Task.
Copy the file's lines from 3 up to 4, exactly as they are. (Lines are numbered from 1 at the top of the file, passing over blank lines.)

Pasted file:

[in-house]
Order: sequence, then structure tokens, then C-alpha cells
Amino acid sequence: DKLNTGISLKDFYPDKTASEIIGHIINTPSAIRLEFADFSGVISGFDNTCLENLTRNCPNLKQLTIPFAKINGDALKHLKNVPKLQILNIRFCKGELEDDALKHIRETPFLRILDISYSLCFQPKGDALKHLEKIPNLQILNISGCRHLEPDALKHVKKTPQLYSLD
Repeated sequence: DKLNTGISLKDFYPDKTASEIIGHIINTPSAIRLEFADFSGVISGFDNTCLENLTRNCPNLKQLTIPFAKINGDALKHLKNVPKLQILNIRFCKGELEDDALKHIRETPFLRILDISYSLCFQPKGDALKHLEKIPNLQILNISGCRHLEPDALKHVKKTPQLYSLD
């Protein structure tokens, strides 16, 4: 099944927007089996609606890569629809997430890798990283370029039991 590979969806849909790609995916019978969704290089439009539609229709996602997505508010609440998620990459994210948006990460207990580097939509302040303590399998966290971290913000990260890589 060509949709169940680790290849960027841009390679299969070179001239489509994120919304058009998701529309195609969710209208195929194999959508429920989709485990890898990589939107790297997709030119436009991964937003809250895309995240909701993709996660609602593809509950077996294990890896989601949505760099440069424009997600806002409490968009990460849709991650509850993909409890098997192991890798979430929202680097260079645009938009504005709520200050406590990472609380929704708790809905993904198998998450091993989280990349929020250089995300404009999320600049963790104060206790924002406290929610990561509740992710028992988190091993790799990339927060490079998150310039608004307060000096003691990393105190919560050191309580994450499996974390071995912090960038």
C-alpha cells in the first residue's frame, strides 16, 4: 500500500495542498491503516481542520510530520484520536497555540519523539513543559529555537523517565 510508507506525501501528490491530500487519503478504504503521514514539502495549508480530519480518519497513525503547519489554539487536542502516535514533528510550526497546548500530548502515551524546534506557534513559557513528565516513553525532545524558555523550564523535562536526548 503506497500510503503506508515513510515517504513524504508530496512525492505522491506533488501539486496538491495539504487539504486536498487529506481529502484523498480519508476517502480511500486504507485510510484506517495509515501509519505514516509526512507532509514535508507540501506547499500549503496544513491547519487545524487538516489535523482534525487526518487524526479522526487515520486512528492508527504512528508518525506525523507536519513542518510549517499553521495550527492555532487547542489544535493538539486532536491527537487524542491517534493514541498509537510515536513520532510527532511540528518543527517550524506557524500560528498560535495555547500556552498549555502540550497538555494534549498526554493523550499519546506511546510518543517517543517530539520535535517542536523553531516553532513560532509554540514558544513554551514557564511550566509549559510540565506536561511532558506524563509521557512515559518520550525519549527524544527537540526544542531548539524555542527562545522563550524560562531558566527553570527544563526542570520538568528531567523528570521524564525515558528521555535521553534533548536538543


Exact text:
Amino acid sequence: DKLNTGISLKDFYPDKTASEIIGHIINTPSAIRLEFADFSGVISGFDNTCLENLTRNCPNLKQLTIPFAKINGDALKHLKNVPKLQILNIRFCKGELEDDALKHIRETPFLRILDISYSLCFQPKGDALKHLEKIPNLQILNISGCRHLEPDALKHVKKTPQLYSLD
Repeated sequence: DKLNTGISLKDFYPDKTASEIIGHIINTPSAIRLEFADFSGVISGFDNTCLENLTRNCPNLKQLTIPFAKINGDALKHLKNVPKLQILNIRFCKGELEDDALKHIRETPFLRILDISYSLCFQPKGDALKHLEKIPNLQILNISGCRHLEPDALKHVKKTPQLYSLD